RNA helicase A/DHX9 forms unique cytoplasmic antiviral granules that restrict oncolytic myxoma virus replication in human cancer cells

Masmudur M. Rahman, Ami D. Gutierrez-Jensen, Honor L. Glenn, Mario Abrantes, Nissin Moussatche, Grant McFadden

Research output: Contribution to journalArticlepeer-review

Abstract

RNA helicase A/DHX9 is required for diverse RNA-related essential cellular functions and antiviral responses and is hijacked by RNA viruses to support their replication. Here, we show that during the late replication stage in human cancer cells of myxoma virus (MYXV), a member of the double-stranded DNA (dsDNA) poxvirus family that is being developed as an oncolytic virus, DHX9, forms unique granular cytoplasmic structures, which we named “DHX9 antiviral granules.” These DHX9 antiviral granules are not formed if MYXV DNA replication and/or late protein synthesis is blocked. When formed, DHX9 antiviral granules significantly reduced nascent protein synthesis in the MYXV-infected cancer cells. MYXV late gene transcription and translation were also significantly compromised, particularly in nonpermissive or semipermissive human cancer cells where MYXV replication is partly or completely restricted. Directed knockdown of DHX9 significantly enhanced viral late protein synthesis and progeny virus formation in normally restrictive cancer cells. We further demonstrate that DHX9 is not a component of the canonical cellular stress granules. DHX9 antiviral granules are induced by MYXV, and other poxviruses, in human cells and are associated with other known cellular components of stress granules, dsRNA and virus encoded dsRNA-binding protein M029, a known interactor with DHX9. Thus, DHX9 antiviral granules function by hijacking poxviral elements needed for the cytoplasmic viral replication factories. These results demonstrate a novel antiviral function for DHX9 that is recruited from the nucleus into the cytoplasm, and this step can be exploited to enhance oncolytic virotherapy against the subset of human cancer cells that normally restrict MYXV. IMPORTANCE The cellular DHX9 has both proviral and antiviral roles against diverse RNA and DNA viruses. In this article, we demonstrate that DHX9 can form unique antiviral granules in the cytoplasm during myxoma virus (MYXV) replication in human cancer cells. These antiviral granules sequester viral proteins and reduce viral late protein synthesis and thus regulate MYXV, and other poxviruses, that replicate in the cytoplasm. In addition, we show that in the absence of DHX9, the formation of DHX9 antiviral granules can be inhibited, which significantly enhanced oncolytic MYXV replication in human cancer cell lines where the virus is normally restricted. Our results also show that DHX9 antiviral granules are formed after viral infection but not by common nonviral cellular stress inducers. Thus, our study suggests that DHX9 has antiviral activity in human cancer cells, and this pathway can be targeted for enhanced activity of oncolytic poxviruses against even restrictive cancer cells.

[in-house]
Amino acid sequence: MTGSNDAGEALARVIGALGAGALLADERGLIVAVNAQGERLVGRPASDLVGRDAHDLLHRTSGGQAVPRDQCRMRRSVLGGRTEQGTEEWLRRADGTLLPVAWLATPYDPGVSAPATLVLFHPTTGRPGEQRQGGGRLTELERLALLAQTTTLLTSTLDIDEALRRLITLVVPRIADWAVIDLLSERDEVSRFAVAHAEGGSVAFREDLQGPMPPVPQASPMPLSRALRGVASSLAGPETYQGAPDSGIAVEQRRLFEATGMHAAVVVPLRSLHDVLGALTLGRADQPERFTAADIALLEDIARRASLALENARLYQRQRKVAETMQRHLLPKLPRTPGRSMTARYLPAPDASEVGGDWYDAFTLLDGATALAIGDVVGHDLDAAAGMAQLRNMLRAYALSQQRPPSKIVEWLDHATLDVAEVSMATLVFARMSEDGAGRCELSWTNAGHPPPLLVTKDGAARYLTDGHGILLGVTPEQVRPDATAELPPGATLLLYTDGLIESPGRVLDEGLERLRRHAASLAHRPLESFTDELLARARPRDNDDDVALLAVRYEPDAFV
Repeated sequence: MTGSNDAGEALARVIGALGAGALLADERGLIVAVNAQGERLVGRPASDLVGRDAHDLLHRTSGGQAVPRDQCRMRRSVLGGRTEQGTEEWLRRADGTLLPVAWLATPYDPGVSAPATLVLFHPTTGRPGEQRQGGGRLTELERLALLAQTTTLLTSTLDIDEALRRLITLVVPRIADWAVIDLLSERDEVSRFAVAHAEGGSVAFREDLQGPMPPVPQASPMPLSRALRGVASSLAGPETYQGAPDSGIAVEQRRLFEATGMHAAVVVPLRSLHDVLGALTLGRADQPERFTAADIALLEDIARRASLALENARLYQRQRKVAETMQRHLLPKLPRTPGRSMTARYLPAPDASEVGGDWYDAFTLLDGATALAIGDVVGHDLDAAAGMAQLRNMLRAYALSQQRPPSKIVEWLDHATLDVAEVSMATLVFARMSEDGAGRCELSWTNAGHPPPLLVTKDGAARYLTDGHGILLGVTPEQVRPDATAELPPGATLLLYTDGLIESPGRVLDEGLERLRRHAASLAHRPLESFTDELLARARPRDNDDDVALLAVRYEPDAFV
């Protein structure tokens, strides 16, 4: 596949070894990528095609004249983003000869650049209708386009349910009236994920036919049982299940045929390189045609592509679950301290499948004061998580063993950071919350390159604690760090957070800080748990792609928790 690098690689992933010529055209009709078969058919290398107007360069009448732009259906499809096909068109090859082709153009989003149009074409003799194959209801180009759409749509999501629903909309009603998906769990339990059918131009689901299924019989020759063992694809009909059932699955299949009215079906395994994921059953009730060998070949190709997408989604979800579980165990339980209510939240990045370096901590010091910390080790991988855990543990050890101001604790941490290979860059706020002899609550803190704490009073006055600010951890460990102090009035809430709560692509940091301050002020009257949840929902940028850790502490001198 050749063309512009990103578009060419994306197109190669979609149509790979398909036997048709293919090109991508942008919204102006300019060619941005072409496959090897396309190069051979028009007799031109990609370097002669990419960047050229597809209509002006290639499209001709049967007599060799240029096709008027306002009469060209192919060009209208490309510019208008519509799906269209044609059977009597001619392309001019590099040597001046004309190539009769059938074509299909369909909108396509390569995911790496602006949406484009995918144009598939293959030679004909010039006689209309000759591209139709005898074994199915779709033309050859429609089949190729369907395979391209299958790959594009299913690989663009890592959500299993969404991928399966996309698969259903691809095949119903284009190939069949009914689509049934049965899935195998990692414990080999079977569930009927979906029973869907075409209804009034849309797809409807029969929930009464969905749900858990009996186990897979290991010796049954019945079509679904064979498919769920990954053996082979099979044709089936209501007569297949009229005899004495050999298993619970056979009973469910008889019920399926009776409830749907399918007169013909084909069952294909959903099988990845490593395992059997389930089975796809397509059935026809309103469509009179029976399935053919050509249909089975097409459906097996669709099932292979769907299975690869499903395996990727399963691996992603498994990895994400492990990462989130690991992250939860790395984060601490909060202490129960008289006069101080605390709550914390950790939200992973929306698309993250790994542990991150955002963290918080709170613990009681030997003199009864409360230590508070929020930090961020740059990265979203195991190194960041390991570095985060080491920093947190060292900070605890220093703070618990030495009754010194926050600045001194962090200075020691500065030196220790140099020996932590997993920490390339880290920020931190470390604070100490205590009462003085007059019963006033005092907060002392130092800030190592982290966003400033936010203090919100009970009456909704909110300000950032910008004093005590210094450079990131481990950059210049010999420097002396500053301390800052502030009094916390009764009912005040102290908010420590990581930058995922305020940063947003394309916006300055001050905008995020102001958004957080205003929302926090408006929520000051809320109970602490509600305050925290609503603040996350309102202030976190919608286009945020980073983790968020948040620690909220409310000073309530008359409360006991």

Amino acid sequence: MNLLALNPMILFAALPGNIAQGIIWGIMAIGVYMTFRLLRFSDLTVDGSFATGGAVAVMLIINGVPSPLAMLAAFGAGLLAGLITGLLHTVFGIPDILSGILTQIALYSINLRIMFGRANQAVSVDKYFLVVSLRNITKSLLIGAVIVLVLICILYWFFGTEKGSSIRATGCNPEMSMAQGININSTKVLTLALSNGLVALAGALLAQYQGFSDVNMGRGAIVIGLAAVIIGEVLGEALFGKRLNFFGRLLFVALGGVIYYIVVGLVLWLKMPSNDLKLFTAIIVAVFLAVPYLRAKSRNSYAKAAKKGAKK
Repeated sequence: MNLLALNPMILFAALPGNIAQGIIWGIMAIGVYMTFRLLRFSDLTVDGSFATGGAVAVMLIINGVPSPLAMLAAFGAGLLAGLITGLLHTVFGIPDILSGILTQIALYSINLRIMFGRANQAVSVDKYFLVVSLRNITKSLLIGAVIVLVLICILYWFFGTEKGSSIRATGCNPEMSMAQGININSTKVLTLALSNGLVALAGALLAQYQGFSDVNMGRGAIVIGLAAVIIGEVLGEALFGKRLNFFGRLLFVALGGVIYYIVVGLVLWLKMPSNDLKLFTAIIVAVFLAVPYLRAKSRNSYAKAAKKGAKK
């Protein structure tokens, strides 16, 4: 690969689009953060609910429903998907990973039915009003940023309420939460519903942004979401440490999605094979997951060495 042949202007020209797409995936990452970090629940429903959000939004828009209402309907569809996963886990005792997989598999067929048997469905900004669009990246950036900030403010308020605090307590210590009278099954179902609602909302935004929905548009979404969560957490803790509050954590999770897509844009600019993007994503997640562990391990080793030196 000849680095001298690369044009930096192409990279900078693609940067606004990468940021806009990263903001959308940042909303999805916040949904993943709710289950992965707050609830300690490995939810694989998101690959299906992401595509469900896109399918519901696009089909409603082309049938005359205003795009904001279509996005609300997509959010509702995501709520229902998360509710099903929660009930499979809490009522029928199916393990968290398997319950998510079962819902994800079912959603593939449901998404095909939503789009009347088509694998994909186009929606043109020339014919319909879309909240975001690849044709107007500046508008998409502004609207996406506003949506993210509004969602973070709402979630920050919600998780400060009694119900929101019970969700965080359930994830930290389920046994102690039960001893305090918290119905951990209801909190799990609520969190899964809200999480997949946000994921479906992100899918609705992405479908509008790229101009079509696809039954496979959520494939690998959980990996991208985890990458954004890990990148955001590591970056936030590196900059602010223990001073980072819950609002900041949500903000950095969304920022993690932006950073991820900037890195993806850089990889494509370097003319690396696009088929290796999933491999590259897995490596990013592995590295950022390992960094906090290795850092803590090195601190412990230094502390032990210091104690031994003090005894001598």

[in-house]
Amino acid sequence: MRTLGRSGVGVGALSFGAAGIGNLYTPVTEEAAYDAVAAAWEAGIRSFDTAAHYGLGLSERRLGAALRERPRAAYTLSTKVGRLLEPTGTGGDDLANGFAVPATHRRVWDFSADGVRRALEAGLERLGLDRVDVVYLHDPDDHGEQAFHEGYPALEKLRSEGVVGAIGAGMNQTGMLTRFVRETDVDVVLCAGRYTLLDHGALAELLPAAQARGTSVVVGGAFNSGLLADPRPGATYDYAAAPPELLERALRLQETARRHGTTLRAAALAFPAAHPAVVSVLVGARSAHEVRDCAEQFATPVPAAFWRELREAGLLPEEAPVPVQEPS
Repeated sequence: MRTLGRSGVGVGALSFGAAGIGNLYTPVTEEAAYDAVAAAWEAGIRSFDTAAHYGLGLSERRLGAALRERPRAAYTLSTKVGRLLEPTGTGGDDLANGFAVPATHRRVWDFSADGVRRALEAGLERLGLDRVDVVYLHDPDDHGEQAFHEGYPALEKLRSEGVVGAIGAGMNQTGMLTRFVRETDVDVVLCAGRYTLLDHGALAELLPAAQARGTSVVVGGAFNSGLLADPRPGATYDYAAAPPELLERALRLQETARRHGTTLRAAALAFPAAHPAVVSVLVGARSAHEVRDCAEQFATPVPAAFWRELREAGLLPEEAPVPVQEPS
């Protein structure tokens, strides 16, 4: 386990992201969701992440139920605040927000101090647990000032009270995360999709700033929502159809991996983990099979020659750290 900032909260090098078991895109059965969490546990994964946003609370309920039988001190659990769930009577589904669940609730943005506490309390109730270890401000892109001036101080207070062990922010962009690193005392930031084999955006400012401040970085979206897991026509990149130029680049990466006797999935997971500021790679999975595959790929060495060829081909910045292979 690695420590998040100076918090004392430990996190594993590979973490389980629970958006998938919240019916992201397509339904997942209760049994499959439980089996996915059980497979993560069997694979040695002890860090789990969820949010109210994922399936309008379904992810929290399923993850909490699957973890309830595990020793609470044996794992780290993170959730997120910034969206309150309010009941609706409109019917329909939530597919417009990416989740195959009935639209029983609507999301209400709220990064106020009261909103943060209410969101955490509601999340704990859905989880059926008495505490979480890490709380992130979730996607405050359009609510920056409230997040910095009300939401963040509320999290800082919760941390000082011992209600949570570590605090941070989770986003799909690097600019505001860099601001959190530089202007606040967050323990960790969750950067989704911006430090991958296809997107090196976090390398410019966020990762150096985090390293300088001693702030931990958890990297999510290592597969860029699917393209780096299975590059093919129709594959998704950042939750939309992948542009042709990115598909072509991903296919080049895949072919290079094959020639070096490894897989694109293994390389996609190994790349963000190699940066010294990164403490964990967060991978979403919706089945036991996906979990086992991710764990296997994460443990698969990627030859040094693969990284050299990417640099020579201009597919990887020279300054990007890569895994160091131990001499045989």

Original languageEnglish (US)
Article numbere00151
JournalJournal of virology
Volume95
Issue number14
DOIs
StatePublished - Jul 2021

Keywords

  • Antiviral granules
  • DHX9
  • Human cancer cells
  • Myxoma virus
  • Oncolytic viruses
  • Poxvirus
  • RNA helicase A
  • Virus-host interactions

ASJC Scopus subject areas

  • Microbiology
  • Immunology
  • Insect Science
  • Virology

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